Welcome, the inequality starts here!

Karibu!

Welcome to Kenya, welcome to Nairobi and its informal settlements, and welcome to my blog! Over the next weeks, I will be providing an insight into topics around Urban Political Ecology (UPE) in Nairobi’s informal settlements. I have chosen to write about Nairobi’s informal settlements out of personal and academic reasons. When conducting my dissertation research on menstrual health in Nairobi’s informal settlements over six weeks in 2019, I have experienced that the citizens of informal settlements in Nairobi bear the brunt of environmental hazards surrounding water, air, waste, health, and housing. This has shocked and fascinated me equally.

From the academic perspective, Nairobi provides an exciting location as scholarship on UPE has focused on cities in Euro-America and Latin America. UPE studies on Africa have focused on rural areas’ natural resources and wildlife, thereby neglecting urban African regions. My focus on urban and informal Nairobi hence contributes to opening up new debates around UPE topics within urban geography.

Unequal City, Unequal Resources

I focus my blog entries on informal settlements with them being particularly vulnerable to environmental injustices. Inequalities in Nairobi’s socio-spatial structure, access to resources, and environmental hazards are amongst others legacies of Nairobi’s colonial past. In 1923, segregation through sanitary regulation and the use of strict building codes took place in Nairobi. Africans had minimal housing and services, with only 1-2% of the city’s revenue being intended for services serving Africans. After independence, the city moved from race-based segregation under colonial rule into residential zones split into class and within a class, into ethnicity. Accordingly, the ‘unserved’ African settlements turned into living areas for migrants and the poor. Nairobi became a fully segregated city with one part being fully serviced residential areas and the other part constituting left-behind, informal and unplanned settlements. Nowadays, there are more than 150 informal settlements in Nairobi hosting 60-70% of Nairobi’s population, however, occupying only less than 5% of the city’s land area (Dianati et al., 2019). Below, you can see a map showing the locations of informal settlements in Nairobi.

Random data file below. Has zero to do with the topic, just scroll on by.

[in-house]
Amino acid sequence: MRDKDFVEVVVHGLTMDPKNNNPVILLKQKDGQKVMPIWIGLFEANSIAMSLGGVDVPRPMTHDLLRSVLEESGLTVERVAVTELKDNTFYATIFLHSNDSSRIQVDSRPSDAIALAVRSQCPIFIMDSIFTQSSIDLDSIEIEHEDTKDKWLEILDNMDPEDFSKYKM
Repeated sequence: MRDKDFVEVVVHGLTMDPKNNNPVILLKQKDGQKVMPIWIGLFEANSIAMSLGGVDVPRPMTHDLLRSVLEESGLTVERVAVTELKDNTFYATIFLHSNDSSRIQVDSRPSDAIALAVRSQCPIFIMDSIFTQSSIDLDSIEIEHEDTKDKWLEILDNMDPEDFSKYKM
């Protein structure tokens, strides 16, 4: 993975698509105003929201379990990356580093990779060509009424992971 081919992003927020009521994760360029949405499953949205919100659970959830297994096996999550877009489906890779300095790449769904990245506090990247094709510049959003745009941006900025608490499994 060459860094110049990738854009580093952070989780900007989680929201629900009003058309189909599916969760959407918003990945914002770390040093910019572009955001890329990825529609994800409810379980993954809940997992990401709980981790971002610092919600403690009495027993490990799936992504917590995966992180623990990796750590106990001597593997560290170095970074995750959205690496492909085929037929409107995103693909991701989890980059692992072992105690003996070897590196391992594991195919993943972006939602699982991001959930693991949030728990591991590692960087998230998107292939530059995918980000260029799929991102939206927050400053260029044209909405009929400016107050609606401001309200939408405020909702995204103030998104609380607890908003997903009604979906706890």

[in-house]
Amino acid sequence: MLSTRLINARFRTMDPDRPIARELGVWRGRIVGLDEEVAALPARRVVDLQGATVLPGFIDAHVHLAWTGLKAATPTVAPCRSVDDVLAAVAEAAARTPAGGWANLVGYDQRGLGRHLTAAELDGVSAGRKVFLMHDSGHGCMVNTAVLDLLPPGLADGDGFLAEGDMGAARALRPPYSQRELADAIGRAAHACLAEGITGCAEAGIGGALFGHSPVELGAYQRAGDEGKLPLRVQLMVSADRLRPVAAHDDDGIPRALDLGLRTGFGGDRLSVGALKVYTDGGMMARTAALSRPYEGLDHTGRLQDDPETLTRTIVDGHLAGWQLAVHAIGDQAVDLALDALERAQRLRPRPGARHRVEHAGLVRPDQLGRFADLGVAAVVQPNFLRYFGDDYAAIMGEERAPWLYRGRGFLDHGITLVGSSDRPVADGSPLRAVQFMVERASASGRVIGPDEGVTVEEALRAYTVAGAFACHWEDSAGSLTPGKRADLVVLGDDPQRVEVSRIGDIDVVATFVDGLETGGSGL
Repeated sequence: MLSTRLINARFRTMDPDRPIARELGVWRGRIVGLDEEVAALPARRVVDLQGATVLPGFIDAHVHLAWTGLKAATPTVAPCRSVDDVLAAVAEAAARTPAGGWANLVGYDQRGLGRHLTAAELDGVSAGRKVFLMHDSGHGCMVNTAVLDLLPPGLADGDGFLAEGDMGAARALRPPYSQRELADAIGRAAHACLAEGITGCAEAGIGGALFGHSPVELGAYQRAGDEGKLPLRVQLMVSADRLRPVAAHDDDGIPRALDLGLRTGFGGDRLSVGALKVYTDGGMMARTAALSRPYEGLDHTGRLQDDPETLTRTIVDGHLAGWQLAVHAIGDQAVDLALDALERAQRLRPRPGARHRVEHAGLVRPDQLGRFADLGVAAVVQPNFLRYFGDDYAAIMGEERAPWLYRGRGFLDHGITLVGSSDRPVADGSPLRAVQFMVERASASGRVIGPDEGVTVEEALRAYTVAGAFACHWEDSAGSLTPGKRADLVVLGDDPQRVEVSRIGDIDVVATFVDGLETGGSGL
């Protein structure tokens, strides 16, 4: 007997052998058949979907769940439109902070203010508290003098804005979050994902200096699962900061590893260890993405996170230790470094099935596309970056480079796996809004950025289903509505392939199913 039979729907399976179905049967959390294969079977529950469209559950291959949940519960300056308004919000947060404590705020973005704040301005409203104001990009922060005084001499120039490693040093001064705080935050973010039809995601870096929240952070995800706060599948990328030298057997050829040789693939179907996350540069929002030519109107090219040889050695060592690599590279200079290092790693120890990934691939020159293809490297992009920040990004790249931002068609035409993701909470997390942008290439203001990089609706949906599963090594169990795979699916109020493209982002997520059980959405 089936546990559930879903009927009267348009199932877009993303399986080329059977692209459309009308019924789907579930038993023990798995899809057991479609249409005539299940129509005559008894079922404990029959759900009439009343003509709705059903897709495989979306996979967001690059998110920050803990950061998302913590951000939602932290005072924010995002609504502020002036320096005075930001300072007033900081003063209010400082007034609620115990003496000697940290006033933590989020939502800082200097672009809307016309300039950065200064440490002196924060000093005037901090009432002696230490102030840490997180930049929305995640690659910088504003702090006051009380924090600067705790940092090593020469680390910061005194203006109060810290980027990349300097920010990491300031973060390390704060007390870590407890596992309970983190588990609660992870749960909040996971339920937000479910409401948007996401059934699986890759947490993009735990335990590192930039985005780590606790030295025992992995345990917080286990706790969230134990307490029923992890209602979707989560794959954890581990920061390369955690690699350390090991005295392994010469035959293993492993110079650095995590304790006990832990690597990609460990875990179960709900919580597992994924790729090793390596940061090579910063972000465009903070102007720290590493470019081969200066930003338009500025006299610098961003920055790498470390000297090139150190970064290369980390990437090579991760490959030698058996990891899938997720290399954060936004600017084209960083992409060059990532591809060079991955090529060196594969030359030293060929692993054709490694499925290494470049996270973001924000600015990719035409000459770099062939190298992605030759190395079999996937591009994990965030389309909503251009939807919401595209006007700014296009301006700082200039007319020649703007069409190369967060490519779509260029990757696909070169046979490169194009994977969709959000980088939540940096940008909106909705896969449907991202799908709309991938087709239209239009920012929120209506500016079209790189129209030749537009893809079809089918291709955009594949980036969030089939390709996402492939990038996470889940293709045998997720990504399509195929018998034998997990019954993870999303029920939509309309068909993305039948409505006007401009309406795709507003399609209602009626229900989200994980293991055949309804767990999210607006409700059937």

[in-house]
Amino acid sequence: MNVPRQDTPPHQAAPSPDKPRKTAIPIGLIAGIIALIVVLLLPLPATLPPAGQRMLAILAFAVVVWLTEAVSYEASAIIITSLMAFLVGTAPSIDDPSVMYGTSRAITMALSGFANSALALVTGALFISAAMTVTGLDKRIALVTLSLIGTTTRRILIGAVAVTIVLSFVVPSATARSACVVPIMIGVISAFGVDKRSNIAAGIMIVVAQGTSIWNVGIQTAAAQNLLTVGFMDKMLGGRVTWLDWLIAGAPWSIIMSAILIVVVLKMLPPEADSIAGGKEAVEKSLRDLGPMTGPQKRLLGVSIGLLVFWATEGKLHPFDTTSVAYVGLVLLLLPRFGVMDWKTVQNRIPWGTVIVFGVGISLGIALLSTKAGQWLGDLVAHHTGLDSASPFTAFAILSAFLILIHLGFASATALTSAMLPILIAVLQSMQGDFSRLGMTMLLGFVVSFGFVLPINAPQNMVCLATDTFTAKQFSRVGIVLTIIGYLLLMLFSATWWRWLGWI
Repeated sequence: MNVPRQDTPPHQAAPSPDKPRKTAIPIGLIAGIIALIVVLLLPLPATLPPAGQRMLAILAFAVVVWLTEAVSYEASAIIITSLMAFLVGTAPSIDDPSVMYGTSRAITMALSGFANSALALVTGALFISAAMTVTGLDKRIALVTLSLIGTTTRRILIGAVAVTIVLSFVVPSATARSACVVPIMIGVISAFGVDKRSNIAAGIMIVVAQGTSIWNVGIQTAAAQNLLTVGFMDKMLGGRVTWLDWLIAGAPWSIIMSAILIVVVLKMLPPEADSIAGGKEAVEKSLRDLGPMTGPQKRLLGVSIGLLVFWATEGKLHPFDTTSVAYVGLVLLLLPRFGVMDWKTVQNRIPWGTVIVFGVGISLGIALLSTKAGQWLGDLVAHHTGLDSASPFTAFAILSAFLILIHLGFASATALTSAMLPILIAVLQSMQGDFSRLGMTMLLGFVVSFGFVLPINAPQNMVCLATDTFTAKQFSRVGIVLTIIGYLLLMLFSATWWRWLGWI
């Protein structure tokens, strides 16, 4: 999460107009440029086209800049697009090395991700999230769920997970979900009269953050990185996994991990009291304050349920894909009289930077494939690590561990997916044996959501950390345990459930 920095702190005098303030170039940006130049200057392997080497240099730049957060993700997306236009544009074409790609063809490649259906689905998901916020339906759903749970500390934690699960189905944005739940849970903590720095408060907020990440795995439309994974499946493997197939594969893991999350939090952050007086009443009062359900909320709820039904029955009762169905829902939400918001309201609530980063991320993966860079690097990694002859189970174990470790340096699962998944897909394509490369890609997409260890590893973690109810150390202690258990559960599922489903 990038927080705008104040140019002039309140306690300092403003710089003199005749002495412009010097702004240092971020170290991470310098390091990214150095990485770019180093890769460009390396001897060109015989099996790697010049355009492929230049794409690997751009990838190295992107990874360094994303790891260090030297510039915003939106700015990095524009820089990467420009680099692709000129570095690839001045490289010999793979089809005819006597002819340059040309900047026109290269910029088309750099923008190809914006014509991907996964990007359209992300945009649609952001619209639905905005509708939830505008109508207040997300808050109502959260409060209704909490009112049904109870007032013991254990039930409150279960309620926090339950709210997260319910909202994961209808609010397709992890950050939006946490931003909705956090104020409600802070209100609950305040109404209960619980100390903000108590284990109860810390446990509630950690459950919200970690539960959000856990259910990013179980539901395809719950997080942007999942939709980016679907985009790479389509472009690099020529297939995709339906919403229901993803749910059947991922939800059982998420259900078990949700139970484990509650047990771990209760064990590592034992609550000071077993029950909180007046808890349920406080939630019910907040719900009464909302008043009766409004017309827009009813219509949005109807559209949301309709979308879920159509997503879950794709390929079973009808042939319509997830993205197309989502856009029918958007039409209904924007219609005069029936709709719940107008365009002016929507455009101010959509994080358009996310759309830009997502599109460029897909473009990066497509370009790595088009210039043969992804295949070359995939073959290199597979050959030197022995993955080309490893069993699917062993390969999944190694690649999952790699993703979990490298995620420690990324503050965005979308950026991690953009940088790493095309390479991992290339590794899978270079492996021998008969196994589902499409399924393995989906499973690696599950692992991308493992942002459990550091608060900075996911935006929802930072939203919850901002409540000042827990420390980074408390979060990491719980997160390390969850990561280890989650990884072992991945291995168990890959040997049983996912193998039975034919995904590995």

Bildergebnis für Nairobi slums map
Distribution of Nairobi’s informal settlements. Source: United Nations Environmental Programme, 2009

The legacies of colonial land segregation are seen in the limited access to resources and services people face in Nairobi’s informal settlements, many of which I will explore in the coming weeks! Have a look at the video below to get an impression of how life in Nairobi’s informal settlements looks like. See you soon – Kwaheri!

https://www.youtube.com/watch?v=FEJtA8HD2rA&t=193s

401 words

LITERAL REFERENCES

Dianati, K., Zimmermann, N., Milner, J., Muindi, K., Ezeh, A., Chege, M., … & Davies, M. (2019). Household air pollution in Nairobi’s slums: A long-term policy evaluation using participatory system dynamics. Science of the Total Environment660, 1108-1134.

VISUAL REFERENCES

Featured image: Route to food (2018). Nairobi’s informal settlements from above. Retrieved from https://routetofood.org/food-justice-in-urban-informal-settlements/

United Nations Environmental Programme (2009). Nairobi’s informal settlements. Retrieved from https://www.uncclearn.org/sites/default/files/inventory/unep23.pdf

2 thoughts on “Welcome, the inequality starts here!

  1. Nairobi sounds like a really interesting city to explore, especially given its lack of existing UPE literature and your personal experience briefly living there. The statistics on inequality you draw attention in the city to are striking and I think the video you have included in the post is well chosen as it gives really good background information on the city’s slums. I look forward to reading the rest of your posts!

    Like

  2. This is a great introductory post. You make a really important part about how urban political ecology literature has focused disproportionately on European and American cities. Given the pace of economic development in Africa there is clearly much room for a UPE analysis of urbanism and its different forms across the continent. The troubling history of colonialism and segregation which has affected many African cities is yet another reason why your focus on Nairobi is super important for understanding environmental and socio-economic power dynamics in urban Kenya.

    Like

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